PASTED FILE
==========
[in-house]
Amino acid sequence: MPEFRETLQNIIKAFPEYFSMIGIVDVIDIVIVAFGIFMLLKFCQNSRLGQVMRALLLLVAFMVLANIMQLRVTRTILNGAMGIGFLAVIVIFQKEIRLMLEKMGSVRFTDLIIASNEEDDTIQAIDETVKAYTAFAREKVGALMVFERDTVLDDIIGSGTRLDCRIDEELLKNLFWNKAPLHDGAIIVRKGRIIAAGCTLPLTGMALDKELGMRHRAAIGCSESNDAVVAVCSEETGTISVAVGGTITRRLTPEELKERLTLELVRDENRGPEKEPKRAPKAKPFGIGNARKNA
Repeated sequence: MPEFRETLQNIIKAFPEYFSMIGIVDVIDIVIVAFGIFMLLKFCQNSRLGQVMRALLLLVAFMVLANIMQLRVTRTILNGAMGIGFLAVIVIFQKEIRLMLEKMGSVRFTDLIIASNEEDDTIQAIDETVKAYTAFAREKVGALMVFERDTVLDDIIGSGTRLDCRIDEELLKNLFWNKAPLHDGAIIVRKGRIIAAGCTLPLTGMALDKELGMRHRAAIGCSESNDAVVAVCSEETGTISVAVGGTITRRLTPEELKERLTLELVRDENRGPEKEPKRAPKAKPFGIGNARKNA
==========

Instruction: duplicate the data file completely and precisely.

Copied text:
[in-house]
Amino acid sequence: MPEFRETLQNIIKAFPEYFSMIGIVDVIDIVIVAFGIFMLLKFCQNSRLGQVMRALLLLVAFMVLANIMQLRVTRTILNGAMGIGFLAVIVIFQKEIRLMLEKMGSVRFTDLIIASNEEDDTIQAIDETVKAYTAFAREKVGALMVFERDTVLDDIIGSGTRLDCRIDEELLKNLFWNKAPLHDGAIIVRKGRIIAAGCTLPLTGMALDKELGMRHRAAIGCSESNDAVVAVCSEETGTISVAVGGTITRRLTPEELKERLTLELVRDENRGPEKEPKRAPKAKPFGIGNARKNA
Repeated sequence: MPEFRETLQNIIKAFPEYFSMIGIVDVIDIVIVAFGIFMLLKFCQNSRLGQVMRALLLLVAFMVLANIMQLRVTRTILNGAMGIGFLAVIVIFQKEIRLMLEKMGSVRFTDLIIASNEEDDTIQAIDETVKAYTAFAREKVGALMVFERDTVLDDIIGSGTRLDCRIDEELLKNLFWNKAPLHDGAIIVRKGRIIAAGCTLPLTGMALDKELGMRHRAAIGCSESNDAVVAVCSEETGTISVAVGGTITRRLTPEELKERLTLELVRDENRGPEKEPKRAPKAKPFGIGNARKNA